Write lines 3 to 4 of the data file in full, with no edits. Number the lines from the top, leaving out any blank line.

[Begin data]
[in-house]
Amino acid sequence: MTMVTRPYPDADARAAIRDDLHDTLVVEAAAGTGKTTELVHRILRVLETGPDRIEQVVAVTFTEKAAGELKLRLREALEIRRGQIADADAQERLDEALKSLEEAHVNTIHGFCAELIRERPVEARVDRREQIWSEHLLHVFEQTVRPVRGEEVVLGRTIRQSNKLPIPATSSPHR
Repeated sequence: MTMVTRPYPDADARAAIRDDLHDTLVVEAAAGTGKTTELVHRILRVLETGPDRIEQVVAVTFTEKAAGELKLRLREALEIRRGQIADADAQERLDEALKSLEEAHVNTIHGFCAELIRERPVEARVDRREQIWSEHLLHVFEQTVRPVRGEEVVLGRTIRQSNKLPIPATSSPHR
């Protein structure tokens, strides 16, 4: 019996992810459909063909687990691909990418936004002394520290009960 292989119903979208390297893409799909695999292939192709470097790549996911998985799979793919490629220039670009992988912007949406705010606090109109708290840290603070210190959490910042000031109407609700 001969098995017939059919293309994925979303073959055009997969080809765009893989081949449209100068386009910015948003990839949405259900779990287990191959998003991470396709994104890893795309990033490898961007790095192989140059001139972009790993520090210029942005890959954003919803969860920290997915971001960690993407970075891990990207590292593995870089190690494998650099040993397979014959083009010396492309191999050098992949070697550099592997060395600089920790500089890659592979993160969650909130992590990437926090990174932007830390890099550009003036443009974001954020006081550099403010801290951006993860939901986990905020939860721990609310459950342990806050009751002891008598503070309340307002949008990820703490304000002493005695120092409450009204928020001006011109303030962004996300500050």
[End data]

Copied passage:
Repeated sequence: MTMVTRPYPDADARAAIRDDLHDTLVVEAAAGTGKTTELVHRILRVLETGPDRIEQVVAVTFTEKAAGELKLRLREALEIRRGQIADADAQERLDEALKSLEEAHVNTIHGFCAELIRERPVEARVDRREQIWSEHLLHVFEQTVRPVRGEEVVLGRTIRQSNKLPIPATSSPHR
């Protein structure tokens, strides 16, 4: 019996992810459909063909687990691909990418936004002394520290009960 292989119903979208390297893409799909695999292939192709470097790549996911998985799979793919490629220039670009992988912007949406705010606090109109708290840290603070210190959490910042000031109407609700 001969098995017939059919293309994925979303073959055009997969080809765009893989081949449209100068386009910015948003990839949405259900779990287990191959998003991470396709994104890893795309990033490898961007790095192989140059001139972009790993520090210029942005890959954003919803969860920290997915971001960690993407970075891990990207590292593995870089190690494998650099040993397979014959083009010396492309191999050098992949070697550099592997060395600089920790500089890659592979993160969650909130992590990437926090990174932007830390890099550009003036443009974001954020006081550099403010801290951006993860939901986990905020939860721990609310459950342990806050009751002891008598503070309340307002949008990820703490304000002493005695120092409450009204928020001006011109303030962004996300500050």